Israel’s Military Insists on Ban on Palestinian Students
Thu., November 9, 2006 – In response to Gisha’s petition against the sweeping ban that prevents Palestinian students from entering Israel to study at Israeli universities, the State told Israel’s Supreme Court that it will give entrance permits to Sawsan Salameh, the Palestinian student accepted to a doctoral program in chemistry at the Hebrew University, for a period of no more than six months total and will not allow her to obtain an academic degree.
The state made it clear in its statement to the court that the sweeping ban would continue to apply to all other Palestinian students – and that Ms. Salameh would not be allowed to enter Israel beyond the six months period. The state claimed that its position is based on a law restricting the entrance of Palestinians to Israel.
In a response to be filed with the court later today, Gisha argues that six months is not enough time for any doctoral student to complete a doctorate – and that Ms. Salameh’s study program requires her to be on campus for a period of years, to participate in classes and seminars and to meet with the professor guiding her doctoral work. Gisha is asking the court for a hearing, to allow Ms. Salameh to start – and complete – her studies, and to cancel the total ban. Gisha argues that despite the law, the military has the authority to let Ms. Salameh into Israel for her studies – and it has an obligation to do so.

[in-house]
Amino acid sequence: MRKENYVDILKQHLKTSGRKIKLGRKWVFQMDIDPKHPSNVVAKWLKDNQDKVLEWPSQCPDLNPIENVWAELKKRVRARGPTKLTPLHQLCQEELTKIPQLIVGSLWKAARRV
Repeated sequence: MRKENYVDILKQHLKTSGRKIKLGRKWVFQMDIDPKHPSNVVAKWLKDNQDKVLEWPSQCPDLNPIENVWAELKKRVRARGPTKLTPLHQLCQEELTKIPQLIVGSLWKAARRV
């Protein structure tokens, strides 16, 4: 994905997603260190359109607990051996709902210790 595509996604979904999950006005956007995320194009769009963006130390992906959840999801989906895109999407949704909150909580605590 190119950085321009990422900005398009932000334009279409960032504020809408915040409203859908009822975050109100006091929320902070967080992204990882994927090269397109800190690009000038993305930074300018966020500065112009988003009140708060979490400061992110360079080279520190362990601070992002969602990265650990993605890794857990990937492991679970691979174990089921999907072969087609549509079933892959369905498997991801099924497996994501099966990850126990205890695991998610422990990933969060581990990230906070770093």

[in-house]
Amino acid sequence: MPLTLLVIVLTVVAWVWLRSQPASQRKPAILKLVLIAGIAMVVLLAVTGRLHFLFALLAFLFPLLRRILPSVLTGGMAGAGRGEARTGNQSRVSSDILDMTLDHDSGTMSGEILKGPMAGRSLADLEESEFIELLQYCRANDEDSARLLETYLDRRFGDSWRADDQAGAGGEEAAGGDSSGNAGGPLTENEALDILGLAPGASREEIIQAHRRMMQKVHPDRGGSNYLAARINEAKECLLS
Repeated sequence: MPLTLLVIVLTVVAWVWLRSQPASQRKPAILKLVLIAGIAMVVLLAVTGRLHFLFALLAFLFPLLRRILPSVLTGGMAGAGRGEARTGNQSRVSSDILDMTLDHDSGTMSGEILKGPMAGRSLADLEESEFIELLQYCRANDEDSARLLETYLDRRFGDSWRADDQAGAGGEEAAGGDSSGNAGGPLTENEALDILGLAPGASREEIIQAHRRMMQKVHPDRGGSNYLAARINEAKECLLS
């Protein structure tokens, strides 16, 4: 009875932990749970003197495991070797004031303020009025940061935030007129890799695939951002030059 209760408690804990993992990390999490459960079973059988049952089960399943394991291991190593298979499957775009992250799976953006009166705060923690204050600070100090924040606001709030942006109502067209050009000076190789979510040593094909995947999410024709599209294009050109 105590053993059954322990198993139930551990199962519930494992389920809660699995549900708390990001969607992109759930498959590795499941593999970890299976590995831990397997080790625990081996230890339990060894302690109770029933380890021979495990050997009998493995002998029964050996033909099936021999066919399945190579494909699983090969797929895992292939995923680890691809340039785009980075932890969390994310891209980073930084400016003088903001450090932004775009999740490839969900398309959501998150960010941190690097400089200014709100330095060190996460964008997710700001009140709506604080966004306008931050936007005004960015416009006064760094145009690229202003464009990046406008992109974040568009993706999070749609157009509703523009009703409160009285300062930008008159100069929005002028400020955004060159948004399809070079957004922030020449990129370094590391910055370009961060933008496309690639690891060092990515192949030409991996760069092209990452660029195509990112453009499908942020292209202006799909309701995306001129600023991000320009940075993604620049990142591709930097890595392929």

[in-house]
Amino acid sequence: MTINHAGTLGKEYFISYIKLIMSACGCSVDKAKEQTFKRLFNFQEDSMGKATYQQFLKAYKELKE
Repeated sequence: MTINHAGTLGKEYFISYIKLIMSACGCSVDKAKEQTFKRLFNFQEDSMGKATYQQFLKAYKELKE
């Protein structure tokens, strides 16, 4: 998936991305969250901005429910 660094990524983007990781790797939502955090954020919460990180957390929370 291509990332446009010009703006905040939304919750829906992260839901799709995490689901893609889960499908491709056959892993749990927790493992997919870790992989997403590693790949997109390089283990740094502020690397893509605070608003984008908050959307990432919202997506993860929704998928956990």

Gisha notes that there is no recognized doctoral study program at universities in the Palestinian territories, and the prohibition prevents Ms. Salame from studying for a PhD.
Gisha will continue its legal and public battle, until Israel’s military allows Palestinian students to study at the Israeli academic institutions that accept them, subject to an individual security check. Gisha emphasizes that the total ban violates the basic rights of Palestinian residents and also the academic freedom of the Israeli academy. Israel’s major universities have already asked the Defense Minister to allow them to admit all qualified students – irrespective of national origin. The military’s ban has paralyzed Israeli academic programs developed specifically to create a new generation of Israeli and Palestinian leaders, who can study and work together.
In the words of Attorney Noam Peleg from Gisha: “The military’s cynical proposal — that Ms. Salameh be given six months to finish a doctoral program and that no other Palestinian students be allowed into Israel — prevents talented young people from accessing education. Gisha will continue its legal and public advocacy, until the ban is canceled”.